Suggested reading: entoptic imagery

Suggested reading concerning phosphenes, drug or mind interactions with rhythmic stimuli (entrainment), and entoptic imagery in rock & other shamanic art

This is an incomplete list (also consult the references in the listed articles).

Adrian & Matthews 1934
Ardi & McKellar 1956
Bradley 1989 [Nice depictions of entoptic elements taken from Brittany & Ireland.]
Davis et al. 1970
Devereux 1997
Dowson 1992
Dronfield 1995a & 1995b
Eger 1978
Elgar 1963
Grant 1965
Halstead et al. 1942a & 1942b
Jones 1954
Kellog et al. 1965
Knoll 1958 & 1967 [See also contained references.]
Knoll & Kügler 1959
Knoll et al. 1962a, 1962b & 1963
Lewin 1991
Lewis-Williams 1981
Lewis-Williams & Dowson 1988, 1989, 1992 & 1993 [1988 has a great reference section with many interesting entries]
Livanov & Poliakov 1945
Marshall 1935
Neher 1961 & 1962
Patterson 1992
Patton 1990 & 1993
Reichel-Dolmatoff 1978a & 1978b
Rudgley 1995
Schaafsma 1980
Sherratt 1995
Siegel 1986 (1977),
Siegel & Jarvik 1975; See also Horowitz p. 178.,
Siegel & West (eds) 1975
Shirokogoroff 1935
Stone-Miller 1995
Syal 1996
Ulett 1953
Walter 1946 & 1953,
Walter & Walter 1949
Wellman 1978
Wheatley & Schueler 1950
Whitley 1994a & 1994b

Wheatley & Schueler 1950 reported that low doses of mescaline, too low to produce visual effects, were “adequate for the production of striking visual effects when these subjects were placed, with eyes closed, in front of a flashing light of frequency approximating that of the normal alpha rhythm.” It was not described how this compares with the striking visutal effects that same stimuli would produce in a normal person. Knoll et al. 1963 commented that electrical stimulation increased the intensity of images seen under the influence of mescaline but added that this effect was not noticeable during the peak of mescaline’s activity.]


Szuman 1930 figure 8 (sketched while under the influence of 400 mg)

Of particular interest is W. Gray Walker’s discovery in the 1940’s that brainwave activity tends to follow the frequency of flickering light [this phenomenon was first noticed by Adrian & Matthews in 1934], particularly if the frequency is in the alpha or theta range. (Flickering lights in the frequency ranges that are also seen in fire and in the ritual movement of dancers rhythmically dividing the image of a fire behind them.)

It has also been found that a similar effect can occur with repetitive sound, if it is of a complex frequency such as is produced by drums or other musical instruments.
Increased intensity enhances effects.
Low frequencies are apparently most effective since the corresponding sensory structures are not as susceptible to damage from high intensity as are those used for perceiving high frequencies.

Harner describes drumming viewed as a horse or canoe used to carry the shaman into the altered state known as a “shamanic state of consciousness”.
The phenomenon became known as “flicker phenomenon”, “the frequency following effect”, “entrainment”, “auditory driving”, “photic stimulation”, “photic driving” or “brainwave driving” depending on the source of reference.  The perceived colored moving images and geometric shapes variously being called phosphenes, entoptic imagery, entopic [sic] imagery, more simply (and improperly) hallucinations or in common street parlance ‘patterns-and-colors’.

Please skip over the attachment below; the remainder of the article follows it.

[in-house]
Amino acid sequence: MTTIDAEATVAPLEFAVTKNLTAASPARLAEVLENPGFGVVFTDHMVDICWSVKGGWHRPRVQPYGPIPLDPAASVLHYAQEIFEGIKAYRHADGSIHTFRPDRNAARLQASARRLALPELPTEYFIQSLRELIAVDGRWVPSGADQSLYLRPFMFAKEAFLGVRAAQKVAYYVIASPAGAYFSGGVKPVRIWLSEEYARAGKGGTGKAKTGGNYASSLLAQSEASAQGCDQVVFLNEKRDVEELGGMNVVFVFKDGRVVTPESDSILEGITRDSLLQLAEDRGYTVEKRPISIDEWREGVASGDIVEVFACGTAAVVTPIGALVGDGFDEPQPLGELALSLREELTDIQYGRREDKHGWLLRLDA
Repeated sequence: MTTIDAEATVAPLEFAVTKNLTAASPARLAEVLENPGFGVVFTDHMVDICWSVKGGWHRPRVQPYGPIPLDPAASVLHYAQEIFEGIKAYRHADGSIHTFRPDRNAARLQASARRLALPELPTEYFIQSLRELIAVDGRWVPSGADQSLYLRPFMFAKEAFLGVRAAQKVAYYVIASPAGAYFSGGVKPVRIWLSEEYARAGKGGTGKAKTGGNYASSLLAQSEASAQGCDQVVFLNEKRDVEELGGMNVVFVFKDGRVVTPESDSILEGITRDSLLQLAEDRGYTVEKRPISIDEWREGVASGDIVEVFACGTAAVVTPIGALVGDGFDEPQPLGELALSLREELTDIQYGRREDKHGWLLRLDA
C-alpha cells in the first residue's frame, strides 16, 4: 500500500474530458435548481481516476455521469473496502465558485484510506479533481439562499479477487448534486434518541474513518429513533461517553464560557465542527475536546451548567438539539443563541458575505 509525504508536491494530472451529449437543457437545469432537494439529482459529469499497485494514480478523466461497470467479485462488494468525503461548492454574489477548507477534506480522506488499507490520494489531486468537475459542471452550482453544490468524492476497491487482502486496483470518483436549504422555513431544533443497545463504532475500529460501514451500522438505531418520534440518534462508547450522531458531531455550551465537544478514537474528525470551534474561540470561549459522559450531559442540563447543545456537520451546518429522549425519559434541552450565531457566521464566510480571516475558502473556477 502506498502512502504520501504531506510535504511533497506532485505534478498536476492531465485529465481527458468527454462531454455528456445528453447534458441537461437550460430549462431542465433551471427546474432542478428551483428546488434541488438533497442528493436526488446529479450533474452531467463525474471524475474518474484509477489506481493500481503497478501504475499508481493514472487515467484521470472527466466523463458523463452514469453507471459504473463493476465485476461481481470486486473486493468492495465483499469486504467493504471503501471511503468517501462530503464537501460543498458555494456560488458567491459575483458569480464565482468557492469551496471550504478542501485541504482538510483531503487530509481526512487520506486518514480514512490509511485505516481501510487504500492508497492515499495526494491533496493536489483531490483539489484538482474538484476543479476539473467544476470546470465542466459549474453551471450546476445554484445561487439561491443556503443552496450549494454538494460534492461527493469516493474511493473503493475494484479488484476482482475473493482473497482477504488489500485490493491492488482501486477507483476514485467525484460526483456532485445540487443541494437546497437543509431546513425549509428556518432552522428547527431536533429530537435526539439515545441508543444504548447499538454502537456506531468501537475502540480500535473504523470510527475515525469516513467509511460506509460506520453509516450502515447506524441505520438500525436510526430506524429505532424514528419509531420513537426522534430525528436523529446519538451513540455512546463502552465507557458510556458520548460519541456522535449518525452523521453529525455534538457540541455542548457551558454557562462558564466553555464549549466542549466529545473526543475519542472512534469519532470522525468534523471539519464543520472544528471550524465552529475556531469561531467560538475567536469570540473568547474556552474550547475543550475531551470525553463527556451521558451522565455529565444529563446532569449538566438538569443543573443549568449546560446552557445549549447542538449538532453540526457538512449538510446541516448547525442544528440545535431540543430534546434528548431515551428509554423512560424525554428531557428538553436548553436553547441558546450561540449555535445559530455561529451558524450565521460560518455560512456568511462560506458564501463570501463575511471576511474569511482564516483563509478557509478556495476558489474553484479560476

Especially interesting is Walker’s observation that the effects induced in the brain (as followed via EEG) are not limited to the visual imaging areas but spill over into apparently unconnected areas of thought and perception.

Also worth mention is S. Williamson & L. Kauffman’s work with magnetic brain-mapping at NYU indicating that different areas of the brain are stimulated by different sound frequencies (tones).

Another line of interesting work is Dr. S. Cohen’s attempts to directly correlate brain structures and visual imaging apparatus physiology with the details and geometries observed in phosphenes; whether generated physically or chemically.
Interestingly, this entire area is seemingly dismissed as trivial distractions, or at best unimportant components of the experience, by MOST writers.


Szuman 1930 figure 3 (sketched while under the influence of 400 mg)

Historically, most frequent proposal concerning the generation of colored images and geometric patterns has been that they arise in the eye and involve retinal structures and floaters in the vitreous humors. This view and the thinking which was used to support it is nicely discussed and summarized in Lyttle & Smith 1990
In light of the work involving phosphene generation, and their deliberate, frequency-dependent manipulation, this must be considered to at least partially miss the point.  Careful study of these images shows that some elements of what is perceived does indeed arise from structures within the eye itself, even from reflections of light on the surface of the cornea and even its scintillating interplay with tears & eyelashes. These however are minor components of what is perceived.
Most serious researchers now believe that the bulk of images arise during visual processing in the brain and are directly related to brain structure itself. This is further supported by the fact that even patients with enucleated eyeballs can perceive these images if stimulation is applied.
It is now thought that at least part of what is seen may relate to the actual firing of neurons in the visual cortex, as visualized by reverse projection, but there is some suggestion that other areas in the brain may also be observed. [The visual elements, that the patterns
get interpreted as, being assigned by the brain itself.]

In attempting to sketch distinct and recurrent components of the visions I found them to curiously resemble glandular structures in the midbrain (such as the pituitary, hypothalamus and amygdala) and other macroscopic features of the brain.